Top running books—even though I’m not too much of a runner myself
2020 consisted of me running more miles than I ever had in my life. Even though I don’t care for running. The pounding on the road, the labored breathing, and the tedious, never-ending slog across pavement. It is a necessary evil, like a red-eye flight to see the lights of Paris or the handful of spinach thrown into a smoothie. In fact, before graduating college, I had never run more than a couple of miles. Two or three, that is. As a volleyball player, I could jump and squat for hours. I powered through three-hour practices on a two-a-day schedule. I could nearly bench press my weight. But run? For fun? No thank you.
During the pandemic, with four kids and two dogs, while working full-time, I ran the equivalent of a half-marathon for six days of the week. I finished a race across Tennessee in 63 days, ahead of 16,000 other entrants. Long, skinny Tennessee.
635 miles through Louisville, Knoxville, and Chattanooga.
I lost those last ten pounds of baby weight. I reduced my resting heart rate twenty-five percent. I got ridiculous tan lines and free highlights for my hair. I witnessed corn planted, then grow taller than me. I befriended a cache of photographers capturing images of the sunrise reflecting in the pond.
Most miles included at least one of my kids beside me. They ran or hiked or rode their scooter or bike. I sprinted down hills chasing my toddler as she learned to ride a bike, while battling the bladder of a woman who birthed all those kids. My girls read aloud to me while I jogged on the basement treadmill. I’d hustle to get a few miles in before my morning conference call. I fell down, got poison ivy, walked into spider webs, and encountered nasty swarms of mosquitos and gnats.
It was awful. It was exceptional. And it was virtual.
I didn’t win the race. Instead, I crossed the line after 1,800 other runners. Behind a man who lapped me four times, a girl younger than my dog, at least a dozen septuagenarians, and a couple of eighty-year-olds.
Along with that, I have been reading. A lot. I also finished my own book, coming out next month. Like a race I have started, nothing can hold me back.
I've always enjoyed reading non-fiction. I love reading about other people, experiencing new places, and learning new skills. In honor of my husband, an ultrarunner, that has included a glut of running books. Hence, they are my most read sub-genre.
I find the books below to be interesting, inspirational, and well-written. Here are my top ten:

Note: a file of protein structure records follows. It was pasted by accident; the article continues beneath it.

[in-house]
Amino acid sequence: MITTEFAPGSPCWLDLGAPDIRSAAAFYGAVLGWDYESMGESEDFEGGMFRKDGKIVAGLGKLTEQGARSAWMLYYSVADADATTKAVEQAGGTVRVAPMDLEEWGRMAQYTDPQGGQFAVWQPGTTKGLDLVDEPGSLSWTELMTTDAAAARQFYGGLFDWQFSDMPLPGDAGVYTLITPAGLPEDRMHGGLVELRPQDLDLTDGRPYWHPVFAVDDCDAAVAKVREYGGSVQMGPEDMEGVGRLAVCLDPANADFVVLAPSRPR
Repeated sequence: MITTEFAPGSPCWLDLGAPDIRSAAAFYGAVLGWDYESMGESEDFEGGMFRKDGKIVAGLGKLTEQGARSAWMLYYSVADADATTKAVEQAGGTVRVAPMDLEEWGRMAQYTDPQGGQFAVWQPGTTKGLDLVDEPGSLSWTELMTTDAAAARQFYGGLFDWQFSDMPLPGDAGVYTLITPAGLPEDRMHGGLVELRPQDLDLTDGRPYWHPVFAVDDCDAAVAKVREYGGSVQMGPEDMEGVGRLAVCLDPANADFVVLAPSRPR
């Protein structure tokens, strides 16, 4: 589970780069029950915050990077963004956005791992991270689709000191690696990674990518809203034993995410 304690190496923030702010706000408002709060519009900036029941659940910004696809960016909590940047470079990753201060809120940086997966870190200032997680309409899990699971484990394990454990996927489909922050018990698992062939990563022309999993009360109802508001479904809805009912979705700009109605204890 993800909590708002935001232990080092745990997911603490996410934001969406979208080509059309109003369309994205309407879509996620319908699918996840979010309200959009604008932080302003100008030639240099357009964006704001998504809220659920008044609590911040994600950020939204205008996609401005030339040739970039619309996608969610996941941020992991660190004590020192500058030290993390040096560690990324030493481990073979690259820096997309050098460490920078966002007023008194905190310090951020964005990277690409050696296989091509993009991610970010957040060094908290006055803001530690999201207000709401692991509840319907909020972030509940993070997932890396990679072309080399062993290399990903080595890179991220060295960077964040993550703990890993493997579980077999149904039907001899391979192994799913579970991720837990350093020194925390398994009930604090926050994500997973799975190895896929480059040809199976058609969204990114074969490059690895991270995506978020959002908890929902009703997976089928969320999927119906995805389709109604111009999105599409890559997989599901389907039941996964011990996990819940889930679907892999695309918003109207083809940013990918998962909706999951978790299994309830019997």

1. Born to Run by Chris McDougall. This is a classic that teaches about human evolution, running, and history. McDougall is a dedicated writer and his intense research shows.
2. Unbroken: A World War II Story of Survival, Resilience and Redemption by Laura Hillenbrand. From the author of Seabiscuit, a story about a former runner and WWII hero. Beautifully written piece of work.
3. Incomplete Book of Running by Peter Sagal. Hilarious.
4. My Life on the Run: The Wit, Wisdom, and Insights of a Road Racing Icon by Bart Yasso. Another great and funny story from a running great.
5. Running on Empty: An Ultramarathoner’s Story of Love, Loss, and a Record-Setting Run Across America by Marshall Ulrich. This is truly inspirational and impressive. Additionally, I enjoyed reading the mindset of an ultrarunner since I live with one.
6. The Rise of the Ultra Runners: A Journey to the Edge of Human Endurance by Adharanand Finn, along withRunning with the Kenyans. Finn travels to the heart of the sport to investigate the reasons behind its rise and discover what it takes to join the ranks of these ultra athletes. I like this one especially since it combines running and travel. (My love plus my husband’s!)
7. Let your Mind Run: A Memoir of Thinking my Way to Victory by Deena Kastor. A look inside the mind of the woman who earned America’s first Olympic medal in the marathon in twenty years.
8. Running to the Edge: A Band of Misfits and the Guru who Unlocked the Secrets of Speed by Matthew Futterman. An inside look at Bob Larsen’s journey to become one of the best American running coaches.
9. The Perfect Mile: Three Athletes, One Goal, and Less than Four Minutes to Achieve It by Neal Bascomb. I learned about Roger Bannister as a middle-school athlete at summer basketball camp, but this story shares the backstory and more. This book was so memorable it even warranted a mention in my own book when we visited Helsinki and saw a statue of Paavo Nurmi.
10. Once a Runner by John Parker Jr. Said to be the best fiction book about running. I haven’t read too much running fiction but I enjoyed it.
Bonus: The End of the World Running Club by Adrian Walker. This is not a running book, per se, with all of the apocalypse content. However, as much as I don’t care for this genre, this book captured my attention.
Happy reading! (And running, if you so choose!)
author of Passports and Pacifiers